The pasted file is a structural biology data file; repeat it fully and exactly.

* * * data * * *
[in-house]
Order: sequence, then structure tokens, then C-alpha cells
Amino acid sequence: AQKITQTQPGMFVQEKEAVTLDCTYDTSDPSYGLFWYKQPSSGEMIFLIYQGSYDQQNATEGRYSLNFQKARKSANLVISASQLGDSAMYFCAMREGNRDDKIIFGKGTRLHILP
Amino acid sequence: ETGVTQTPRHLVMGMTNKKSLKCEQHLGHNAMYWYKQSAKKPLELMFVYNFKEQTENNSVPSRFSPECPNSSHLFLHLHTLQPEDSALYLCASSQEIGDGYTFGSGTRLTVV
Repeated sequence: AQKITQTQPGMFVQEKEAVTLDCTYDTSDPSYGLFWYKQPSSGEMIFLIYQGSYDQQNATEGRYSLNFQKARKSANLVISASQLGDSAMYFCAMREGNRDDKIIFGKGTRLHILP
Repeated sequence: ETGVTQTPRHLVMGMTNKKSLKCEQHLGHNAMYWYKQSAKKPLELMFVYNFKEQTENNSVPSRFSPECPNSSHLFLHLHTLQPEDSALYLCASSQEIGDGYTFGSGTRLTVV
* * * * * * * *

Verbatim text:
[in-house]
Order: sequence, then structure tokens, then C-alpha cells
Amino acid sequence: AQKITQTQPGMFVQEKEAVTLDCTYDTSDPSYGLFWYKQPSSGEMIFLIYQGSYDQQNATEGRYSLNFQKARKSANLVISASQLGDSAMYFCAMREGNRDDKIIFGKGTRLHILP
Amino acid sequence: ETGVTQTPRHLVMGMTNKKSLKCEQHLGHNAMYWYKQSAKKPLELMFVYNFKEQTENNSVPSRFSPECPNSSHLFLHLHTLQPEDSALYLCASSQEIGDGYTFGSGTRLTVV
Repeated sequence: AQKITQTQPGMFVQEKEAVTLDCTYDTSDPSYGLFWYKQPSSGEMIFLIYQGSYDQQNATEGRYSLNFQKARKSANLVISASQLGDSAMYFCAMREGNRDDKIIFGKGTRLHILP
Repeated sequence: ETGVTQTPRHLVMGMTNKKSLKCEQHLGHNAMYWYKQSAKKPLELMFVYNFKEQTENNSVPSRFSPECPNSSHLFLHLHTLQPEDSALYLCASSQEIGDGYTFGSGTRLTVV